Being a homeowner is wonderfully freeing. You no longer have to abide by the whims of a landlord when you decide to hang shelves, redo the tile in your bathroom, or put in a new kitchen sink. If you want to build a shed in the backyard, you can just do it, no questions asked. The same goes for painting, installing new appliances, and the rest of it.
The bad news is, of course, that you also have to pay for all of those pleasures. No one will be sending a handyman over to fix anything for you, and no one will be covering any utility bills either. If you just became a homeowner, you may be wondering how to save some dollars on electric bills so that you can start to pay for the renovations that are more fun. If this sounds like you, read on for helpful tips.
Research energy rates and energy providers.
You may not know this, especially if you’re a new homeowner, but you can actually choose your energy supplier based on various criteria like electric rates per kWh (kilowatt-hour), whether you’re interested in renewable energy, and how the energy market looks in your area of the U.S. In this way, you can actually save a lot of money on electric service and you can even make sure that you’re getting energy from renewable sources if that’s important to you. It’s not even hard. You just need to go online and compare electricity providers for residential customers (or business customers, if you work from home) and choose a new plan if you want. You can search by zip code and you’ll be able to find out all about electric providers in your area.
Get energy-efficient appliances.
If you’re not interested in researching energy plans, an easy way to lower your energy usage, thus saving money, is to switch out old appliances, like dishwashers, refrigerators, and washers, for energy-efficient ones. Look for appliances that have an Energy Star sticker on them. Those are the ones with the most reliability when it comes to lower energy usage. You’ll see the impact on your energy bill right away when your usage goes down.
Insulation is key to saving on electric bills.
Another easy way to save on your electric bills is to make sure that your home is properly insulated. Even if your electric rates per kWh are extremely low, you’ll still be seeing high electric bills as long as your home is losing hot or cold air. After all, if you live in Manhattan, you’re not trying to heat (or cool) all of New York, are you?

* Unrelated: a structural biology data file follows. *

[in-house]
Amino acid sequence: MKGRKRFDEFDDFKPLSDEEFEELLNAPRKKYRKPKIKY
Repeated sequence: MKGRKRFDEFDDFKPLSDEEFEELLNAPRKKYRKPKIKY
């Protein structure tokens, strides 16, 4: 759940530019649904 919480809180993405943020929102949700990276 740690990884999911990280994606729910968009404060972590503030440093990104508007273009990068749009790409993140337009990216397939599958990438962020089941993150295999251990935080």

This may take some renovating, but once you’ve sealed off any cracks and installed new, insulated windows you’ll be using less energy to heat or cool your home. This will translate into savings pretty quickly. There are plenty of online guides to winterizing your home, and energy experts swear by proper insulation as a way to use less of the electric supply.
Consider a private money loan to cover renovations.
Once you’ve figured out how to get your energy plan lowered and you’re spending below the national average on electric costs, you can get to the fun part of homeownership—renovating it to be exactly as you want it to be. One great tip if you’re looking for lenders to bankroll your renovation project is to consider private money options.
Private lending firms such as Pacific Private Money can be more sympathetic to the needs of homeowners who are looking to upgrade their abode without paying too much in interest. In fact, if you’re thinking of adding a home office and opening a small business in your new home, Pacific Private Money will give you the best rate. A private lender isn’t beholden to the needs of a big financial institution, which gives both the lenders and the borrowers more flexibility when it comes to things like interest rates and contract terms.
If you’re looking for ways to save money in your home, don’t lose heart. There are plenty of ways to get this done without bringing in renters to occupy a spare bedroom. Consider the amount of electricity you actually use, research energy suppliers, and find the type of plan that actually suits your needs. Then find an approbate lender to pay for the rest of your dreams to come true.